Pfc. Joseph Dwyer, an Army medic whose unit was fighting its way up the Euphrates to Baghdad, cradles a wounded boy.
It is interesting that the US and UK style themselves as “liberators” of Iraq. Subtly implied in this euphemistic term is the assumption that we are ourselves already liberated, in a position to bestow our happy state on others. And that is surely a commonly held assumption in the West. We view ourselves as having the most progressive and free societies. But how true is this?
A popular newspaper columnist recently wrote a book about globalisation in which she described it as the “onward march of the human rights culture.” As one country after another eagerly embraces the Western ideals of capitalism and the free market, then along with Coca-cola, McDonalds and pop music, they inevitably imbibe the West’s underlying values such as democracy, liberality and tolerance.
Junk culture aside that sounds like a good enough thing. Who can complain as the fanatical theocrats and ‘ethnic cleansing’ despots are swept away by the all-engulfing tide of the free world? But it begs a question. Where is it all going? The West may enshrine progression and liberality, but what are we progressing toward? If we are to be truly liberal, then what is the evil from which we must be freed?
Perhaps it is obvious — oppression, denial of the basic right to practice the religion or politics of choice, denial of education or employment, and so on. What all that adds up to is that we want to be happy, to be free or liberated from unnecessary suffering.
On the face of it, the West promises just that. Certainly it is striving in that direction. But has it properly identified the real impediments to lasting happiness? Even if we free ourselves from the oppression of every tyrannical regime on Earth, it seems we still face some pretty oppressive problems.
For example, figures given by the charity Mind show that three in ten people in the UK suffer from a mental illness. Every day of the year twenty of them commit suicide. Alcoholism is rife, with 40,000 people a year admitted to hospital for alcohol-related illnesses, out of which 5000 of them will die due to that problem. As for America — 30,000 US citizens took their own lives during 1997. The Journal of the American Medical Association recently reported that the numbers of Americans being treated for depression between 1987 and 1997 more than tripled from 1.8 million to 6.3 million, while those taking antidepressants doubled. Then there are the crime figures”¦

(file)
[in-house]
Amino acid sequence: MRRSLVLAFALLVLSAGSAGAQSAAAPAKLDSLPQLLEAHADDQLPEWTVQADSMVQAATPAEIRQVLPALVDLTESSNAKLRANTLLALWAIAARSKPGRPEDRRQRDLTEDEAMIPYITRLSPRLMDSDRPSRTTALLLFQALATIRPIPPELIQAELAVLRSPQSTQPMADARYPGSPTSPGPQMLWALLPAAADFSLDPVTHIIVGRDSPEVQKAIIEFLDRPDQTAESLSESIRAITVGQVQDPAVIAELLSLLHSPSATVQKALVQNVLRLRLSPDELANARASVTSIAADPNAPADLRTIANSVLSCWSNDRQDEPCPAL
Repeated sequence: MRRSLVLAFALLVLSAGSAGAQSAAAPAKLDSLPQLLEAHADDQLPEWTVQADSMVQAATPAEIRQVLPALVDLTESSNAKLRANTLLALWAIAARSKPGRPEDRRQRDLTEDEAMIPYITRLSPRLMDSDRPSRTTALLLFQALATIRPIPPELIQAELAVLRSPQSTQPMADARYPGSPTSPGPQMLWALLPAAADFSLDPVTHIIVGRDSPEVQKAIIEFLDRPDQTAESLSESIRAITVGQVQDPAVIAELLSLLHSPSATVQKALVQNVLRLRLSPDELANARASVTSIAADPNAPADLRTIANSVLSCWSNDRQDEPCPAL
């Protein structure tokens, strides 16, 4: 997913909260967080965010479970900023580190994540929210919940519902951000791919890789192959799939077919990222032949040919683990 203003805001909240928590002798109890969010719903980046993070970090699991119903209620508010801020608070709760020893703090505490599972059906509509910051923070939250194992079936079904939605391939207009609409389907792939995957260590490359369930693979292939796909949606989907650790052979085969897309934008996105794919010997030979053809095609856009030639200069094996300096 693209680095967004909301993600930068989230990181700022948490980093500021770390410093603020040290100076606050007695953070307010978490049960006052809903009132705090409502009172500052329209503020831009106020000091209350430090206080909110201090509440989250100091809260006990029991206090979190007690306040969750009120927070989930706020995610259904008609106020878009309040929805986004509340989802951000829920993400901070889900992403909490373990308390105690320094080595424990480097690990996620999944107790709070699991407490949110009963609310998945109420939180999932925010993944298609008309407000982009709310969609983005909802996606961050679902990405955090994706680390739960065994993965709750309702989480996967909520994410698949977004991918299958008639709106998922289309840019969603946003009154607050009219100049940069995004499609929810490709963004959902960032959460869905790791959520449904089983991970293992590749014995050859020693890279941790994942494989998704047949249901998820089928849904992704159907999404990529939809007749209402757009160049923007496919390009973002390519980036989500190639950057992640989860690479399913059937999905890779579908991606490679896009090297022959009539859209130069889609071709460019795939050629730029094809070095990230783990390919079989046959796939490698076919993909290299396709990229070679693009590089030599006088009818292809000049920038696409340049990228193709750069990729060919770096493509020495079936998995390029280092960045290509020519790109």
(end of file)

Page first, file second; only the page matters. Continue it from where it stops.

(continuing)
Clearly, something is going wrong somewhere. It seems that the advance of technology and modern amenities is not making us happier. In fact a recent UN survey polled a large number of people in many countries around the world, trying to determine who were the happiest. Way down the list came the US and the UK, along with other Western countries. Top, perhaps surprisingly, was Bangladesh, where the average person consumes some thirty times less resources than his American counterpart.
India’s ancient Vedas have much to say about this. They would first of all question whether increasing access to resources means more happiness. Indeed, it is said that the more we have the more we will want. It simply feeds our lust and greed. The Vedic ideal is “simple living, high thinking.” Keep our needs to a minimum and concentrate on a higher, spiritual reality.
Lust, greed, anger, envy and illusion are the true oppressors we all face. Even the oppression of tyrants can be traced to these agents, as they drive despots everywhere. And which of us can say we are free of them ourselves? But as long as we are not then can we say we are truly liberated?
The Vedas define liberation as a state of ineffable peace and inner joy. Are we peaceful as we view the barrage of consumer advertising that daily assails our senses, urging us to buy more and more? Are we happy when we realise we simply cannot afford the things we think we need? How does it make us feel when we see others who have those things?
The founder of the Krishna movement, Srila Prabhupada, coming as he was from a peaceful Indian village, and bearing the spiritual messages of the Vedas, looked with astonishment at Western society. “It is madness,” he declared. “A mad pursuit of a mirage of happiness, an illusion that you will never grasp.” His message was simple. We are all eternal parts of the Supreme Spirit, blissful by nature. Shift your focus away from material things and onto this truth and you will find the happiness you seek
Of course, the secular ideologies of the West, and increasingly the whole world, take no account of spirit. It is little more than rampant materialism dressed in the smart clothes of progress. Sooner or later we have to wake up to the fact that it is a progression toward insanity. Far from advancing human rights, it is robbing us of our rights, of our birthright to be peaceful and happy, a right that is being utterly overwhelmed by a tidal wave of sensual allurements that promise much and deliver little. Is that what we want to bestow upon the world?